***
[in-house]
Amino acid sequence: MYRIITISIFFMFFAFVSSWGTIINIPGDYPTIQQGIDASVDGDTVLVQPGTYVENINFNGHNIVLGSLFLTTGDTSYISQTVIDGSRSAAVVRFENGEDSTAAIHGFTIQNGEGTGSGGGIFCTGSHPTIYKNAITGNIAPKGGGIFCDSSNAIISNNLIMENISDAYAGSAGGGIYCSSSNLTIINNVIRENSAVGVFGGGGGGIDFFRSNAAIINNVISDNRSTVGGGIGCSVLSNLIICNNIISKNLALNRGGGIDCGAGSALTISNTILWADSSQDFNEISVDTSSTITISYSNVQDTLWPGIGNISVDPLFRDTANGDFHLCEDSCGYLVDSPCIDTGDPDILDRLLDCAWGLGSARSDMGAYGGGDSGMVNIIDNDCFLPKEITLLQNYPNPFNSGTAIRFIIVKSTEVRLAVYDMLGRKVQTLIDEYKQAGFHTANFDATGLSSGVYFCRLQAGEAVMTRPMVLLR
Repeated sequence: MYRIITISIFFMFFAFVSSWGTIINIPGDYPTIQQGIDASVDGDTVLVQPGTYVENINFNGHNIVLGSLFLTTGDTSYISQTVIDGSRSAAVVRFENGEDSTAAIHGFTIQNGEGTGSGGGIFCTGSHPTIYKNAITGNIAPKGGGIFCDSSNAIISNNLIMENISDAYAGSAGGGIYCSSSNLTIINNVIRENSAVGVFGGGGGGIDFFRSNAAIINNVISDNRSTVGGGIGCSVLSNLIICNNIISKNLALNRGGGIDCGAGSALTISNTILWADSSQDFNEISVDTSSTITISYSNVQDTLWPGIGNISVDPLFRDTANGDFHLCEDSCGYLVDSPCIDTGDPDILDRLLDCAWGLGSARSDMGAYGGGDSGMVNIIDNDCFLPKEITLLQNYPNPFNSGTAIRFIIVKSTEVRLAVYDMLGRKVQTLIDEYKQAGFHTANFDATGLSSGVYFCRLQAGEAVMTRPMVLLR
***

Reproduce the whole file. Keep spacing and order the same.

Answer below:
[in-house]
Amino acid sequence: MYRIITISIFFMFFAFVSSWGTIINIPGDYPTIQQGIDASVDGDTVLVQPGTYVENINFNGHNIVLGSLFLTTGDTSYISQTVIDGSRSAAVVRFENGEDSTAAIHGFTIQNGEGTGSGGGIFCTGSHPTIYKNAITGNIAPKGGGIFCDSSNAIISNNLIMENISDAYAGSAGGGIYCSSSNLTIINNVIRENSAVGVFGGGGGGIDFFRSNAAIINNVISDNRSTVGGGIGCSVLSNLIICNNIISKNLALNRGGGIDCGAGSALTISNTILWADSSQDFNEISVDTSSTITISYSNVQDTLWPGIGNISVDPLFRDTANGDFHLCEDSCGYLVDSPCIDTGDPDILDRLLDCAWGLGSARSDMGAYGGGDSGMVNIIDNDCFLPKEITLLQNYPNPFNSGTAIRFIIVKSTEVRLAVYDMLGRKVQTLIDEYKQAGFHTANFDATGLSSGVYFCRLQAGEAVMTRPMVLLR
Repeated sequence: MYRIITISIFFMFFAFVSSWGTIINIPGDYPTIQQGIDASVDGDTVLVQPGTYVENINFNGHNIVLGSLFLTTGDTSYISQTVIDGSRSAAVVRFENGEDSTAAIHGFTIQNGEGTGSGGGIFCTGSHPTIYKNAITGNIAPKGGGIFCDSSNAIISNNLIMENISDAYAGSAGGGIYCSSSNLTIINNVIRENSAVGVFGGGGGGIDFFRSNAAIINNVISDNRSTVGGGIGCSVLSNLIICNNIISKNLALNRGGGIDCGAGSALTISNTILWADSSQDFNEISVDTSSTITISYSNVQDTLWPGIGNISVDPLFRDTANGDFHLCEDSCGYLVDSPCIDTGDPDILDRLLDCAWGLGSARSDMGAYGGGDSGMVNIIDNDCFLPKEITLLQNYPNPFNSGTAIRFIIVKSTEVRLAVYDMLGRKVQTLIDEYKQAGFHTANFDATGLSSGVYFCRLQAGEAVMTRPMVLLR